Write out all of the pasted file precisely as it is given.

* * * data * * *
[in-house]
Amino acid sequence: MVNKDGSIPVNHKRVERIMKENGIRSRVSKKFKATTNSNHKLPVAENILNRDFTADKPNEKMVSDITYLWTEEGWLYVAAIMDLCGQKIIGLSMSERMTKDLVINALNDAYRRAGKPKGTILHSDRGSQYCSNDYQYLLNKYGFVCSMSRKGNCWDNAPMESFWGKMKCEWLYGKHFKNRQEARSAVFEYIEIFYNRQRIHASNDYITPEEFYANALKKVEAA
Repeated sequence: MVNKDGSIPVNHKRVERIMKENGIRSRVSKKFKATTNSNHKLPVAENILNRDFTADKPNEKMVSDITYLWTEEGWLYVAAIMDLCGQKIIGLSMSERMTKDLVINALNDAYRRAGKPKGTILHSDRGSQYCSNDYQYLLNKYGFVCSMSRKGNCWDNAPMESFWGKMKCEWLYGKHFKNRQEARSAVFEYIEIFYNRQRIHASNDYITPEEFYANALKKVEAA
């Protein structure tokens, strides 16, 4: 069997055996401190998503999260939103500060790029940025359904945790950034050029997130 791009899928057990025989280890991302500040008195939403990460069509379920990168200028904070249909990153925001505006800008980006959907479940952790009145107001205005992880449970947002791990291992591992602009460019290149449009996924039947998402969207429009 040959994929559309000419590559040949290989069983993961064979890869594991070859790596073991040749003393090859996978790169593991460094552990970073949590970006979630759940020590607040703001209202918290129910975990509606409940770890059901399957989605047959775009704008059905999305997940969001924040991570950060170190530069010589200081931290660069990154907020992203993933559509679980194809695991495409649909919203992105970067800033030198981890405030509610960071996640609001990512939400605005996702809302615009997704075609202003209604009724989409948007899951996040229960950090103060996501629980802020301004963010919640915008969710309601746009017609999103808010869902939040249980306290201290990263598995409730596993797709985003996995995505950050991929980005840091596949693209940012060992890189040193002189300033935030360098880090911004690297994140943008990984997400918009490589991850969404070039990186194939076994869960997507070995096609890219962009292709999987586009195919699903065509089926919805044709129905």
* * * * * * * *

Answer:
[in-house]
Amino acid sequence: MVNKDGSIPVNHKRVERIMKENGIRSRVSKKFKATTNSNHKLPVAENILNRDFTADKPNEKMVSDITYLWTEEGWLYVAAIMDLCGQKIIGLSMSERMTKDLVINALNDAYRRAGKPKGTILHSDRGSQYCSNDYQYLLNKYGFVCSMSRKGNCWDNAPMESFWGKMKCEWLYGKHFKNRQEARSAVFEYIEIFYNRQRIHASNDYITPEEFYANALKKVEAA
Repeated sequence: MVNKDGSIPVNHKRVERIMKENGIRSRVSKKFKATTNSNHKLPVAENILNRDFTADKPNEKMVSDITYLWTEEGWLYVAAIMDLCGQKIIGLSMSERMTKDLVINALNDAYRRAGKPKGTILHSDRGSQYCSNDYQYLLNKYGFVCSMSRKGNCWDNAPMESFWGKMKCEWLYGKHFKNRQEARSAVFEYIEIFYNRQRIHASNDYITPEEFYANALKKVEAA
């Protein structure tokens, strides 16, 4: 069997055996401190998503999260939103500060790029940025359904945790950034050029997130 791009899928057990025989280890991302500040008195939403990460069509379920990168200028904070249909990153925001505006800008980006959907479940952790009145107001205005992880449970947002791990291992591992602009460019290149449009996924039947998402969207429009 040959994929559309000419590559040949290989069983993961064979890869594991070859790596073991040749003393090859996978790169593991460094552990970073949590970006979630759940020590607040703001209202918290129910975990509606409940770890059901399957989605047959775009704008059905999305997940969001924040991570950060170190530069010589200081931290660069990154907020992203993933559509679980194809695991495409649909919203992105970067800033030198981890405030509610960071996640609001990512939400605005996702809302615009997704075609202003209604009724989409948007899951996040229960950090103060996501629980802020301004963010919640915008969710309601746009017609999103808010869902939040249980306290201290990263598995409730596993797709985003996995995505950050991929980005840091596949693209940012060992890189040193002189300033935030360098880090911004690297994140943008990984997400918009490589991850969404070039990186194939076994869960997507070995096609890219962009292709999987586009195919699903065509089926919805044709129905």